Galahs Chewing Bark

To: "'Brian Fair'" <>
Subject: Galahs Chewing Bark
From: "Geoffrey Dabb" <>
Date: Mon, 13 Jul 2009 11:54:47 +1000

Brian  -  I should get in that bark-chewing is still food-related, Galahs and other cockatoos attacking the sought-after cambium, and ring-barking is not uncommon.   (Joe Forshaw has told me this several times and, if he is listening, would think little of my memory if I failed to mention it.)   However I still think that in its very obvious seasonal manifestation it is related to pair behaviour, because it is usually engaged in by paired birds, takes place most often near the present or proposed nest-hollow, and is often accompanied by wing-flexing and head-bobbing.  I think the goanna theory is unlikely  -  you would need a gun-metal finish to deter a goanna and many smooth-barked trees like E mannifera would be more climbable after a bit of chewing than before.


Incidentally, I am told that for the current urban tree-planting program smooth-barked trees are being preferred for fire-hazard-reduction reasons, even the medium-barked Yellow Box being rejected for that reason.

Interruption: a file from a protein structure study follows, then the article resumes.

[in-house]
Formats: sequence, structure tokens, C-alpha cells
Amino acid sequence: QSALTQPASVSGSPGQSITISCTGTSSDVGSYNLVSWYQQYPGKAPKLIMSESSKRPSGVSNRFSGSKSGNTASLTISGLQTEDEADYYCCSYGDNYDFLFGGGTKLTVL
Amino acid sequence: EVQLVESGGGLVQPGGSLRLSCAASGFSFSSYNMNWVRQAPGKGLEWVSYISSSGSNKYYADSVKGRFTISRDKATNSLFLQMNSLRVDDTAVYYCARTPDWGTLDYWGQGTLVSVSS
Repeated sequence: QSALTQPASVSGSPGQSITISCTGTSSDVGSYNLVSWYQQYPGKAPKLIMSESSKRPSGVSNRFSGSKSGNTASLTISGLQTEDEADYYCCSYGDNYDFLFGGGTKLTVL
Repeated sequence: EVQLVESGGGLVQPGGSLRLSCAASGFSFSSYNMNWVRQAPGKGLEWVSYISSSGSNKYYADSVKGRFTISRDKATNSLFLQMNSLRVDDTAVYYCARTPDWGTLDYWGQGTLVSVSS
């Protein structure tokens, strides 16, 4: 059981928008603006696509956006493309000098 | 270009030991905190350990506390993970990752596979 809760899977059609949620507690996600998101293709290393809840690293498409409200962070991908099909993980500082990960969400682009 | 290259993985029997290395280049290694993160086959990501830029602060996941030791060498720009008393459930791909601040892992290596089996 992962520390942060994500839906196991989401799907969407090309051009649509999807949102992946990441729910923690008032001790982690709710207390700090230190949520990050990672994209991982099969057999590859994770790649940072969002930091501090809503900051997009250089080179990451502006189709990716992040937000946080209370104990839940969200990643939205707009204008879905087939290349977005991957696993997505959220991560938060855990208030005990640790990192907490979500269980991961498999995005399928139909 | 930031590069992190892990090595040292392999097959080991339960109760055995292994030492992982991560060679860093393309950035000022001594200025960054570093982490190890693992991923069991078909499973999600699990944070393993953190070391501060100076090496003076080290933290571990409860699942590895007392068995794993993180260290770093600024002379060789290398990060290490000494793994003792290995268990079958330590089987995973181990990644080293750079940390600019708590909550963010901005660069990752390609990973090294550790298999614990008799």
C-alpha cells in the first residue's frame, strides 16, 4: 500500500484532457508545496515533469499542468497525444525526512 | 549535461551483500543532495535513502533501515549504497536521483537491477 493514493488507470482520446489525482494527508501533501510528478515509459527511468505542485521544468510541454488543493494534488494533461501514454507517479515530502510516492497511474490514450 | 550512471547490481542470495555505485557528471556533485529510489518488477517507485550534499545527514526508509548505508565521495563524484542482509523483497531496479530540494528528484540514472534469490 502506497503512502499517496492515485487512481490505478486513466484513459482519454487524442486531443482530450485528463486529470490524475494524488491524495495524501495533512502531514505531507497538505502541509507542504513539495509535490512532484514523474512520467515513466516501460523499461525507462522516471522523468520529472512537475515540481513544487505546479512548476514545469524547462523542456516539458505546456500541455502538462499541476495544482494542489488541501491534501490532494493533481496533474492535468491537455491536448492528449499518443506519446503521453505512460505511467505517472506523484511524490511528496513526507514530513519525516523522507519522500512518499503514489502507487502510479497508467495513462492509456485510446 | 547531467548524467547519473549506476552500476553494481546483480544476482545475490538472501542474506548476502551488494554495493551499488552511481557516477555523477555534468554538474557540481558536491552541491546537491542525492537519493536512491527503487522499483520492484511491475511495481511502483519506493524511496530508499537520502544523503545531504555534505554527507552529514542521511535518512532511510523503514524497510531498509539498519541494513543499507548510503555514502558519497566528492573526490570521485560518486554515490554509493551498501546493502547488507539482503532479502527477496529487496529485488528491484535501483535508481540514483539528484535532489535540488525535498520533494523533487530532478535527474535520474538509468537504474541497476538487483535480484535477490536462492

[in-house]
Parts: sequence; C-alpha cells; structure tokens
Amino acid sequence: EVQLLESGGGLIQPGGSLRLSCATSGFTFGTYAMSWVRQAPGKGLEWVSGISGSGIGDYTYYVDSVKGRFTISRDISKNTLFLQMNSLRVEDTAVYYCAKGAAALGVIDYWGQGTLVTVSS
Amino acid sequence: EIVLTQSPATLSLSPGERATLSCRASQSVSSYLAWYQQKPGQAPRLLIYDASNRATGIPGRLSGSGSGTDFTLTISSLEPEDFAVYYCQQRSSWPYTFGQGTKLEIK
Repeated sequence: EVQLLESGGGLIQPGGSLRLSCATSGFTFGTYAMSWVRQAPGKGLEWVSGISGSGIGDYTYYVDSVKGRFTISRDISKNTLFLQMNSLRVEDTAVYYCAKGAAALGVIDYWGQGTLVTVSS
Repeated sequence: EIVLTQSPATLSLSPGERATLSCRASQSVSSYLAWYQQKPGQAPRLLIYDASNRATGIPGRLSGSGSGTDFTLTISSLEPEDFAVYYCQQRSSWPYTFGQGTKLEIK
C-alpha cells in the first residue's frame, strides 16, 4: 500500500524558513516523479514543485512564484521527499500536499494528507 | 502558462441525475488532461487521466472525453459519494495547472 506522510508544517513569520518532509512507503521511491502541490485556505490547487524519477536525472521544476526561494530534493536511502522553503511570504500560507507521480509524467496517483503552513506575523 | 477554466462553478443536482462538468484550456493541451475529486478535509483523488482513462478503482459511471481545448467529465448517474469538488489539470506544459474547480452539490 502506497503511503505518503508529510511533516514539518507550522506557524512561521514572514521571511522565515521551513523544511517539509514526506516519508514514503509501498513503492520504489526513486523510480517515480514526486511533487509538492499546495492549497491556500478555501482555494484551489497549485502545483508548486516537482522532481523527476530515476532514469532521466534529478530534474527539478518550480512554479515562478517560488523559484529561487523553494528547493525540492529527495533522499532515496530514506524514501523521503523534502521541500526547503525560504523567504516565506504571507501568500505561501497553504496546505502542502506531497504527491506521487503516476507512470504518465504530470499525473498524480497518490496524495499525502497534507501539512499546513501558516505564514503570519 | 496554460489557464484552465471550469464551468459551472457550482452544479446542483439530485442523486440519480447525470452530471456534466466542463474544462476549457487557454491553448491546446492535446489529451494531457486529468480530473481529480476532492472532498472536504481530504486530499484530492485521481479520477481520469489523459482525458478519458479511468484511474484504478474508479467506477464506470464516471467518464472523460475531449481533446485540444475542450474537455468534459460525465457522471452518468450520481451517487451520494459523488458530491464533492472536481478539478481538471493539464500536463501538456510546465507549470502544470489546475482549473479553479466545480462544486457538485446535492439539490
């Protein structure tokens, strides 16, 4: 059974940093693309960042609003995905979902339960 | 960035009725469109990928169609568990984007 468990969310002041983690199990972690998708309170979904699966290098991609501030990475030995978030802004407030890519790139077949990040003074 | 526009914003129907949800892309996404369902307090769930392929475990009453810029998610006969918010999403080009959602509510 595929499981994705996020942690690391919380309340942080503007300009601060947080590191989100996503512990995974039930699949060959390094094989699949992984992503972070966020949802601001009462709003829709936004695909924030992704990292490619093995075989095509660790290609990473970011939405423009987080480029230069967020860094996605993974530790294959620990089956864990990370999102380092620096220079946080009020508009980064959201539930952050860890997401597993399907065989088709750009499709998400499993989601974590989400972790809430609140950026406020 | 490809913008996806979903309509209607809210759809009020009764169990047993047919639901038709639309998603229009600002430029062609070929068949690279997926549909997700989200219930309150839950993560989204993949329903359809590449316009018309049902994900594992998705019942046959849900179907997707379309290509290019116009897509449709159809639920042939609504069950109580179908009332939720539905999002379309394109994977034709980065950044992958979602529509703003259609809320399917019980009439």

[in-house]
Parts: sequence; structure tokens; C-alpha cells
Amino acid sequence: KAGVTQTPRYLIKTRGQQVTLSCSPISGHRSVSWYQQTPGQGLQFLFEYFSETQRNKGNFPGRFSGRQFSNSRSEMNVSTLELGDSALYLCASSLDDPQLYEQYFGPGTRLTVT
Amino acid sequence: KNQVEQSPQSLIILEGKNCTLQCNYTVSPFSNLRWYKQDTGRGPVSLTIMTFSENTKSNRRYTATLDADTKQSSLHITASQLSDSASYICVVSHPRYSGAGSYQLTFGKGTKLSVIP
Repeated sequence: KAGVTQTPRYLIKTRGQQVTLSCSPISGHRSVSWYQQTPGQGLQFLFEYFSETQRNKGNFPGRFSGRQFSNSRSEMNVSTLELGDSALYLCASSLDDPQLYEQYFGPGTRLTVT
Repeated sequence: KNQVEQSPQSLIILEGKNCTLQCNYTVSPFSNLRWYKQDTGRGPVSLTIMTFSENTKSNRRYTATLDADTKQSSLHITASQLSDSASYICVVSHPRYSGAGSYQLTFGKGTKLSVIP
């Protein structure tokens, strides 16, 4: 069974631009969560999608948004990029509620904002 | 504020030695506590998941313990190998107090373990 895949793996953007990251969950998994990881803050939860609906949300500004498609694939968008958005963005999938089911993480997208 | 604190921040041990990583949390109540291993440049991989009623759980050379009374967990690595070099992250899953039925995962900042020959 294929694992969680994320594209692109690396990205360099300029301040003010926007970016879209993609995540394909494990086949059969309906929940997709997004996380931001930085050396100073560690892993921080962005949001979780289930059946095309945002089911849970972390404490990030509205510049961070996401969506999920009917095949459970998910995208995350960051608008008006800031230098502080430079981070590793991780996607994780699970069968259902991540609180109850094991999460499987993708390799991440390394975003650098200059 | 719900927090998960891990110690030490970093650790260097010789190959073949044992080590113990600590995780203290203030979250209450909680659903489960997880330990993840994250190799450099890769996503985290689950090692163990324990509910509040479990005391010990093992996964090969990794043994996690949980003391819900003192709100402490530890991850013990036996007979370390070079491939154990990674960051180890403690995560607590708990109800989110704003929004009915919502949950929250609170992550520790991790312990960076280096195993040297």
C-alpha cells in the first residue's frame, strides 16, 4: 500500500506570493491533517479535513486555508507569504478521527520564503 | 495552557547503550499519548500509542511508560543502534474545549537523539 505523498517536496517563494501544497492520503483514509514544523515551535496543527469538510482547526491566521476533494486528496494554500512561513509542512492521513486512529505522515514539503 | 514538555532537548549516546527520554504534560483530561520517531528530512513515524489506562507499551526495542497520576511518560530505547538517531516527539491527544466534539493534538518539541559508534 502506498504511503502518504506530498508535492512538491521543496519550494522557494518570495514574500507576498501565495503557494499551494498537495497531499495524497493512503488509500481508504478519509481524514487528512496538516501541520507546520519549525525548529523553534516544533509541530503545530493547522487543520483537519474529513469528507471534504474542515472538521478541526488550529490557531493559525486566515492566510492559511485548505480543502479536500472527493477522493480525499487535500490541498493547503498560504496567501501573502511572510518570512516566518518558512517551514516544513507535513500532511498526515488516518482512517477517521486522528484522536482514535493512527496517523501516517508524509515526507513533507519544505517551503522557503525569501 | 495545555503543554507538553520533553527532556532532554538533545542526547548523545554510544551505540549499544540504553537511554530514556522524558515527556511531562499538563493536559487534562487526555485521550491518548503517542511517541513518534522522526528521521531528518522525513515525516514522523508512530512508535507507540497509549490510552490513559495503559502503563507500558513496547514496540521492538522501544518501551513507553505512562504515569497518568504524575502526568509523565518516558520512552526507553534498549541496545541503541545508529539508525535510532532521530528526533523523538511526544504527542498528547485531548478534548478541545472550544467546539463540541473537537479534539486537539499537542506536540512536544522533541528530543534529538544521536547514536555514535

From: Brian Fair [
Sent: Sunday, 12 July 2009 8:12 PM
To: canberrabirds
Subject: [canberrabirds] Galahs Chewing Bark


I am just writing to add some thoughts and observations about Galahs chewing bark. Galahs have been known to ringbark trees with their chewing.  They have been known to chew away the bark of trees that they intend on nesting in and one theory is that they do this to stop goannas from steeling the eggs from the nest.  They will chew away the bark below where the nest or proposed nest is located. The removal of the bark would make the trunk smoother thereby making it harder for goannas to reach the nests.


This is a theory that my father was told after Galahs had ringbarked a few trees on his property which is located just outside Tamworth. Any thoughts are welcome and I would be interested to hear more about the trees that Galahs have been see chewing in.


Brian Fair


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